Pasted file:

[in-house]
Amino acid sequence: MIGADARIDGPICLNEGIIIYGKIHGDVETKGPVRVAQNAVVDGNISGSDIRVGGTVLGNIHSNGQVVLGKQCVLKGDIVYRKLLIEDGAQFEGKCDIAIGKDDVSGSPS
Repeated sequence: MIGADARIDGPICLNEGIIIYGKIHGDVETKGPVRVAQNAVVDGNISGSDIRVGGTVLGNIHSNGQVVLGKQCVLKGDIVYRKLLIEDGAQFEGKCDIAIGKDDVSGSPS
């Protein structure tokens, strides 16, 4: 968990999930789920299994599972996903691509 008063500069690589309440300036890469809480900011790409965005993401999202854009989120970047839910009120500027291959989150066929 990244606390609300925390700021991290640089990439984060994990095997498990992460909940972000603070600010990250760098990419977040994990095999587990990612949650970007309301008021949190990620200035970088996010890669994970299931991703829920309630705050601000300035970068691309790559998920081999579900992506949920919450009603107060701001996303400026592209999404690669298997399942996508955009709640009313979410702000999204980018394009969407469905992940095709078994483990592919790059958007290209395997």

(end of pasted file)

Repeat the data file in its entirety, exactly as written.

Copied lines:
[in-house]
Amino acid sequence: MIGADARIDGPICLNEGIIIYGKIHGDVETKGPVRVAQNAVVDGNISGSDIRVGGTVLGNIHSNGQVVLGKQCVLKGDIVYRKLLIEDGAQFEGKCDIAIGKDDVSGSPS
Repeated sequence: MIGADARIDGPICLNEGIIIYGKIHGDVETKGPVRVAQNAVVDGNISGSDIRVGGTVLGNIHSNGQVVLGKQCVLKGDIVYRKLLIEDGAQFEGKCDIAIGKDDVSGSPS
């Protein structure tokens, strides 16, 4: 968990999930789920299994599972996903691509 008063500069690589309440300036890469809480900011790409965005993401999202854009989120970047839910009120500027291959989150066929 990244606390609300925390700021991290640089990439984060994990095997498990992460909940972000603070600010990250760098990419977040994990095999587990990612949650970007309301008021949190990620200035970088996010890669994970299931991703829920309630705050601000300035970068691309790559998920081999579900992506949920919450009603107060701001996303400026592209999404690669298997399942996508955009709640009313979410702000999204980018394009969407469905992940095709078994483990592919790059958007290209395997």